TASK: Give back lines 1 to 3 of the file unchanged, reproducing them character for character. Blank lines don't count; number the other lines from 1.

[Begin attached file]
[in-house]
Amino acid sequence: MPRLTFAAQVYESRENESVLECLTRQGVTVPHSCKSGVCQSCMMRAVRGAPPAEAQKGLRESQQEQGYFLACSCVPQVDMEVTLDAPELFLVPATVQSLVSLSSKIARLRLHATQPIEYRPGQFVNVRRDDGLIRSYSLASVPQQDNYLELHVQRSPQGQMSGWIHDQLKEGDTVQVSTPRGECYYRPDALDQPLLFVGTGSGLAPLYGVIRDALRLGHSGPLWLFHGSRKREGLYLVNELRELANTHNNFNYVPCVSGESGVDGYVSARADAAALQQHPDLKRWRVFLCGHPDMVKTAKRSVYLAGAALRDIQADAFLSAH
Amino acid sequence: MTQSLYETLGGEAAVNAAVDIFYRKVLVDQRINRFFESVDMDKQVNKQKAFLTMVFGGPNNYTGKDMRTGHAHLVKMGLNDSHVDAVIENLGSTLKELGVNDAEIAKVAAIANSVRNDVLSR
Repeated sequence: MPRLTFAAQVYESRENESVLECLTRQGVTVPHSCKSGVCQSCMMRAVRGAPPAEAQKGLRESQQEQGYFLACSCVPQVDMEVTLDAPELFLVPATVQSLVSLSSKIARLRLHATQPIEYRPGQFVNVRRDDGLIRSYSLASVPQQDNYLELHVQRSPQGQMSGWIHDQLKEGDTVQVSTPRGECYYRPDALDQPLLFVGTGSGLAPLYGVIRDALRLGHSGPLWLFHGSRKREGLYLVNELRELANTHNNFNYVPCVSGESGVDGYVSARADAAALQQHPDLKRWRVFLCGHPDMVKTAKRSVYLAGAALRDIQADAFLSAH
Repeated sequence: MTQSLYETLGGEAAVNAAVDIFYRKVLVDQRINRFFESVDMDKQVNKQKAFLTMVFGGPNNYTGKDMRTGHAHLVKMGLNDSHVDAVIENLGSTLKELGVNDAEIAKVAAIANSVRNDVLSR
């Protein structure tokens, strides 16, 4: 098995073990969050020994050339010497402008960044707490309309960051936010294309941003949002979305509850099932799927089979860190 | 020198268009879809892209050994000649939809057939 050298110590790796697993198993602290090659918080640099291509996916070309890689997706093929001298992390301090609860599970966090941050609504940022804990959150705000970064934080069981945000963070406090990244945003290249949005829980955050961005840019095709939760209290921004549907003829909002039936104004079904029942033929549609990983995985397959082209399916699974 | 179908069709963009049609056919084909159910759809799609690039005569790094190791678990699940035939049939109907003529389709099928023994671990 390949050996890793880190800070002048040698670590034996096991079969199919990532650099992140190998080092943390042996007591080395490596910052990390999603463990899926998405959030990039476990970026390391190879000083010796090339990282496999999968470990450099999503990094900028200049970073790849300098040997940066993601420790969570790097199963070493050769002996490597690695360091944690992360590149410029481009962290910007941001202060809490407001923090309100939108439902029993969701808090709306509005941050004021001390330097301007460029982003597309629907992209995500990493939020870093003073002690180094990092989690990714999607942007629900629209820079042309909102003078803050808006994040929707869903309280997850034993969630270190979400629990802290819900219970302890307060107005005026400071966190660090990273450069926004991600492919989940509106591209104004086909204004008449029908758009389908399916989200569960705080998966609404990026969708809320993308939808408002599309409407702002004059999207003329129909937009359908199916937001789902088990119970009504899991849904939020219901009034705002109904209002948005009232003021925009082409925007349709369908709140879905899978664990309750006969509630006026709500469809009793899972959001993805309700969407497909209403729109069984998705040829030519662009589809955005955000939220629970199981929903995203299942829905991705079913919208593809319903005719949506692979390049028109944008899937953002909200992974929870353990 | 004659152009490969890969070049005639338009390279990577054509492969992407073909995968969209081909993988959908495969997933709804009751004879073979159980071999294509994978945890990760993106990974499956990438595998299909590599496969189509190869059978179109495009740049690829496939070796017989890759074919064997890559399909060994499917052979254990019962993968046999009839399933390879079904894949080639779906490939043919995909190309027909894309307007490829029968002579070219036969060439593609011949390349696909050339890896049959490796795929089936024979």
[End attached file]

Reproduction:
[in-house]
Amino acid sequence: MPRLTFAAQVYESRENESVLECLTRQGVTVPHSCKSGVCQSCMMRAVRGAPPAEAQKGLRESQQEQGYFLACSCVPQVDMEVTLDAPELFLVPATVQSLVSLSSKIARLRLHATQPIEYRPGQFVNVRRDDGLIRSYSLASVPQQDNYLELHVQRSPQGQMSGWIHDQLKEGDTVQVSTPRGECYYRPDALDQPLLFVGTGSGLAPLYGVIRDALRLGHSGPLWLFHGSRKREGLYLVNELRELANTHNNFNYVPCVSGESGVDGYVSARADAAALQQHPDLKRWRVFLCGHPDMVKTAKRSVYLAGAALRDIQADAFLSAH
Amino acid sequence: MTQSLYETLGGEAAVNAAVDIFYRKVLVDQRINRFFESVDMDKQVNKQKAFLTMVFGGPNNYTGKDMRTGHAHLVKMGLNDSHVDAVIENLGSTLKELGVNDAEIAKVAAIANSVRNDVLSR